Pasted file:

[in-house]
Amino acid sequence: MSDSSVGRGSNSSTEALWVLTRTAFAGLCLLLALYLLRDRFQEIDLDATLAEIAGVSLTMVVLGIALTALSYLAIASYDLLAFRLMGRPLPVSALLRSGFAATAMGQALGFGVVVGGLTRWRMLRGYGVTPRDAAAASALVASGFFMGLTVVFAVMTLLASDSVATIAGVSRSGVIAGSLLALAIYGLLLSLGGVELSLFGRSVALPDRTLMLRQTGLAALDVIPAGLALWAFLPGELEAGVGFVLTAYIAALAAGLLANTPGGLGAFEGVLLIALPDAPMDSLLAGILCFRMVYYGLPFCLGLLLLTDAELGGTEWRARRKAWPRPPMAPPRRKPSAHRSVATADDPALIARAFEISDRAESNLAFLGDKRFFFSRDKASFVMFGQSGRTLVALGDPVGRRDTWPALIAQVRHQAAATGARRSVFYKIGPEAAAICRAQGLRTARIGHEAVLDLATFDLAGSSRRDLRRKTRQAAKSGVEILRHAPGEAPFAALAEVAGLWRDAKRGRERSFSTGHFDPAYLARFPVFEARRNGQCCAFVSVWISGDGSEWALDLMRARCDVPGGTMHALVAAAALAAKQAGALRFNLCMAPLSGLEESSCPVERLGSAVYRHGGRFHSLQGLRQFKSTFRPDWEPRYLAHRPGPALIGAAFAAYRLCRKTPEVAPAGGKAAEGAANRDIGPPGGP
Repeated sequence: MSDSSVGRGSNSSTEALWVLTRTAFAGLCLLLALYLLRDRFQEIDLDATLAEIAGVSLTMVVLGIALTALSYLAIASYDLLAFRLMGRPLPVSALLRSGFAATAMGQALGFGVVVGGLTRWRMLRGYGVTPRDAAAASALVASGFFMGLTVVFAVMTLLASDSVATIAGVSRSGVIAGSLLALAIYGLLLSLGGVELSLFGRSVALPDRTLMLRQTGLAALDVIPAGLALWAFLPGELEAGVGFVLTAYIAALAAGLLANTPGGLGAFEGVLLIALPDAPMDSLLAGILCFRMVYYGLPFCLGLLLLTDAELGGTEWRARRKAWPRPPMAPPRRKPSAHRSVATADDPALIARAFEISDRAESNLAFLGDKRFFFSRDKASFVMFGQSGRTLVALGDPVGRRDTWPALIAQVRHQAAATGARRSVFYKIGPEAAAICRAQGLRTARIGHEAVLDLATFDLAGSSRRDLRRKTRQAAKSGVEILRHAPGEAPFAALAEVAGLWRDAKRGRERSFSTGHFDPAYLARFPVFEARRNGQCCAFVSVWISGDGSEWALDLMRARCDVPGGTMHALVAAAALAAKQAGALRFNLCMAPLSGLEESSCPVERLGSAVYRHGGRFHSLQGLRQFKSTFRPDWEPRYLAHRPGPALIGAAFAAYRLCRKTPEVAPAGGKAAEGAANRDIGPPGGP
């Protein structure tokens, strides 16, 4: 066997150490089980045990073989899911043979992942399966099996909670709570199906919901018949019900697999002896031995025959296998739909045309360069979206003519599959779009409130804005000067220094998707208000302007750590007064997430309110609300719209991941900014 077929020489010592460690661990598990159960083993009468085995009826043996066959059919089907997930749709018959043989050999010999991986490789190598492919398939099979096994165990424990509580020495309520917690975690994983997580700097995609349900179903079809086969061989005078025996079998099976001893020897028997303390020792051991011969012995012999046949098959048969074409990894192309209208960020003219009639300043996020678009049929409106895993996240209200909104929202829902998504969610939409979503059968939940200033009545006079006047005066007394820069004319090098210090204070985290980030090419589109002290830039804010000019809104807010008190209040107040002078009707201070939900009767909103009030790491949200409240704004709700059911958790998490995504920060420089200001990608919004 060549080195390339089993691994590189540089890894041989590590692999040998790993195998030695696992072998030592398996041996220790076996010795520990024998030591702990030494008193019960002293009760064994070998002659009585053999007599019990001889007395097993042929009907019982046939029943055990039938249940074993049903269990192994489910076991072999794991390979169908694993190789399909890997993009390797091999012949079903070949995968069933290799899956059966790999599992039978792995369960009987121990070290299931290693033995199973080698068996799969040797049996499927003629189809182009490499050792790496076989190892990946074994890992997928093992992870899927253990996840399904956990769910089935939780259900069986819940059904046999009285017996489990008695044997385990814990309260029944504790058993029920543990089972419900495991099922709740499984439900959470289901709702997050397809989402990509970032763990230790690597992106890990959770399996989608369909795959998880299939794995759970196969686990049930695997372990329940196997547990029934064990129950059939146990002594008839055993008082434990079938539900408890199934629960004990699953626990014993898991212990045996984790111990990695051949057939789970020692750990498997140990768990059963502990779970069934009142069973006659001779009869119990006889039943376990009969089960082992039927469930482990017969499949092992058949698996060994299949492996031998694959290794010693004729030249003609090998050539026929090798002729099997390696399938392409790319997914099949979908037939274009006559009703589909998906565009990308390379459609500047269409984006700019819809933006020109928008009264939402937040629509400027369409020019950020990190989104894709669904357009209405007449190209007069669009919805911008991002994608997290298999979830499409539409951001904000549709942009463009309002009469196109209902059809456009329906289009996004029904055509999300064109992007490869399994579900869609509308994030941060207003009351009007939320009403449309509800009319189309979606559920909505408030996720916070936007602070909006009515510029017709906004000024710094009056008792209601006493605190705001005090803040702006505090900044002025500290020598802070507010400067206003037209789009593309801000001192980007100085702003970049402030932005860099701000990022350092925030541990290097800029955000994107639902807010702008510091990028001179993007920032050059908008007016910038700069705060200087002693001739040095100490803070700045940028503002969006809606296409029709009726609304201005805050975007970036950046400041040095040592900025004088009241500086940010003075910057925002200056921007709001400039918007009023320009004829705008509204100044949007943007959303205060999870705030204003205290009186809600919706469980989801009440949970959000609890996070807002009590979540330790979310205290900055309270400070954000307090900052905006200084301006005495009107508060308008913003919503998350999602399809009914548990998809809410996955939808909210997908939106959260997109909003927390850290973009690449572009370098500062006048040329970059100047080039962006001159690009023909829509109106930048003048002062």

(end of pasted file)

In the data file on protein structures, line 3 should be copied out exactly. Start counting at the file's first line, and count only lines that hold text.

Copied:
Repeated sequence: MSDSSVGRGSNSSTEALWVLTRTAFAGLCLLLALYLLRDRFQEIDLDATLAEIAGVSLTMVVLGIALTALSYLAIASYDLLAFRLMGRPLPVSALLRSGFAATAMGQALGFGVVVGGLTRWRMLRGYGVTPRDAAAASALVASGFFMGLTVVFAVMTLLASDSVATIAGVSRSGVIAGSLLALAIYGLLLSLGGVELSLFGRSVALPDRTLMLRQTGLAALDVIPAGLALWAFLPGELEAGVGFVLTAYIAALAAGLLANTPGGLGAFEGVLLIALPDAPMDSLLAGILCFRMVYYGLPFCLGLLLLTDAELGGTEWRARRKAWPRPPMAPPRRKPSAHRSVATADDPALIARAFEISDRAESNLAFLGDKRFFFSRDKASFVMFGQSGRTLVALGDPVGRRDTWPALIAQVRHQAAATGARRSVFYKIGPEAAAICRAQGLRTARIGHEAVLDLATFDLAGSSRRDLRRKTRQAAKSGVEILRHAPGEAPFAALAEVAGLWRDAKRGRERSFSTGHFDPAYLARFPVFEARRNGQCCAFVSVWISGDGSEWALDLMRARCDVPGGTMHALVAAAALAAKQAGALRFNLCMAPLSGLEESSCPVERLGSAVYRHGGRFHSLQGLRQFKSTFRPDWEPRYLAHRPGPALIGAAFAAYRLCRKTPEVAPAGGKAAEGAANRDIGPPGGP